First, Cuba has just introduced ATM machines.  They only work for Cuban banks.  Due to the two hundred plus prohibitions of the U.S. Embargo there can be no financial interactions.  So the ATMs are new and Cubans are literally struggling to figure them out.

DSC_0238Second, there is a lot more begging for money, hand lotion, soap (they figured out this stuff is pretty easy for cruise passengers to come by), and a lot of this has been encouraged by well-meaninging U.S. Americans, some of whom genuinely want to share, and others of whom just like to strutt their stuff and get a kind of kick out of throwing what they don’t want to people in real need.  It’s a tough line to walk, and I keep urging the cruise line to come up with a way that folks can help in a way that is genuine and still respectful of the Cuban people and culture.

Third, and I’m sorry, but this is really sad.  One of the great things Obama did was to get Raul to open up Cuba to the Internet.  Now don’t think that everyone has Internet.  Less than 5% of Cuban homes have Internet.  No Mc Donald’s or Starbucks with free wi-fi.  But there ARE hot spots in the plazas, along Havana’s famed Malecon, some of the pedestrian streets in Santiago de Cuba.  These aren’t free.  You buy an Internet card with the tourist money. [There are two currencies in Cuba.  The local currency of the people, the CUP, each worth roughly the equivalent of 4 U.S. cents, and the tourist currency called the CUC which although it actually costs U.S. tourists 87 cents for one CUC, is roughly the equivalent of one U.S. dollar.]  So one hour of Internet access costs 1 CUC or the equivalent value of 1 U.S. dollar.  In a country where the average Cuban only makes the equivalent of U.S. $24 a month, Internet access is no bargain!  Yet Cubans are addicted already!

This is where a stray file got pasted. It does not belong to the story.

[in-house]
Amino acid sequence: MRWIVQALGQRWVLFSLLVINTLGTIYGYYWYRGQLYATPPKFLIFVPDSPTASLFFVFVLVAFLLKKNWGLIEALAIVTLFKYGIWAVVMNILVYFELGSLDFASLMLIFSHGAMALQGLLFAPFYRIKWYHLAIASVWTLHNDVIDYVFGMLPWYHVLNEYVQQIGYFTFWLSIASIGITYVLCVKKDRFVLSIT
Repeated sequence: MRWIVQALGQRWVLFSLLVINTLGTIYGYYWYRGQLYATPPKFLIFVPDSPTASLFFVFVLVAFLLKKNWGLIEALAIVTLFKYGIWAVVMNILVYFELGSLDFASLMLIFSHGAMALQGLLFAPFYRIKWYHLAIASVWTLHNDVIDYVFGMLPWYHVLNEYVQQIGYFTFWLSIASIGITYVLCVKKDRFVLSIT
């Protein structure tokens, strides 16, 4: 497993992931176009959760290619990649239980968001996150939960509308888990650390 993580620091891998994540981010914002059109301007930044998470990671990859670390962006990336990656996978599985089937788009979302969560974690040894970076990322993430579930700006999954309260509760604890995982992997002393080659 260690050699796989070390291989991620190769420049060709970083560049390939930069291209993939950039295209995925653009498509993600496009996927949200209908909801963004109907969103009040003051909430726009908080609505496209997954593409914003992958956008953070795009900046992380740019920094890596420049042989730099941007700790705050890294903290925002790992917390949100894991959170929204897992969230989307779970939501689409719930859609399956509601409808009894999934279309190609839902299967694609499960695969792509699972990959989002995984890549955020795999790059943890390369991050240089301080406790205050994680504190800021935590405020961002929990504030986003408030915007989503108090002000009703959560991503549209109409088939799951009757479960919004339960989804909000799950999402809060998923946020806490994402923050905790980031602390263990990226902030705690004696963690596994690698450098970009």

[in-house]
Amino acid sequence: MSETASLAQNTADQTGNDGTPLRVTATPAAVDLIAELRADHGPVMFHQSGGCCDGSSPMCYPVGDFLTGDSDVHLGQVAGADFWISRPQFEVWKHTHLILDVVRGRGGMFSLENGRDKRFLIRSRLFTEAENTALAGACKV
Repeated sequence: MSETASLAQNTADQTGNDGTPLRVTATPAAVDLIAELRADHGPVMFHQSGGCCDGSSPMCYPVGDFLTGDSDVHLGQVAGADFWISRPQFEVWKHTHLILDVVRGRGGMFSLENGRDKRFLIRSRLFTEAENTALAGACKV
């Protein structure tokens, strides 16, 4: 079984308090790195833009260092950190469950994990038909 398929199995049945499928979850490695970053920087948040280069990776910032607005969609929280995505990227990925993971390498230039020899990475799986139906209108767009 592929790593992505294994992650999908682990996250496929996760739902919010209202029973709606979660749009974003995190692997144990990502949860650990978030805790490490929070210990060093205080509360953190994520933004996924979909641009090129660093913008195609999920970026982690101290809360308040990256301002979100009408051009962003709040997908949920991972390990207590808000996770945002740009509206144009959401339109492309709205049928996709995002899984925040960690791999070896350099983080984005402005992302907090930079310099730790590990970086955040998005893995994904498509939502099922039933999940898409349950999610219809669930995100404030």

DSC_0226Wherein the past, in the cool of the evening, folks would gather along Havana’s famed Malecon seawall, known fondly as “the world’s largest sofa,” singing, socializing, drinking, sharing with friends, they now sit with their faces glued to their smart phones!  Same story in the cities great plazas.  Everyone under 50 sitting staring at their phones.  Texting is replacing talking.

So now what?  It will be an interesting week.  There’s a great article in THE TELEGRAPH, “Cuba prepares for life after the Castros.” And if you are thinking of seeing Cuba, now is the time to go!  And by the way, going on a monster ship that spends a few hours in Havana is NOT seeing Cuba.  No way  Jose!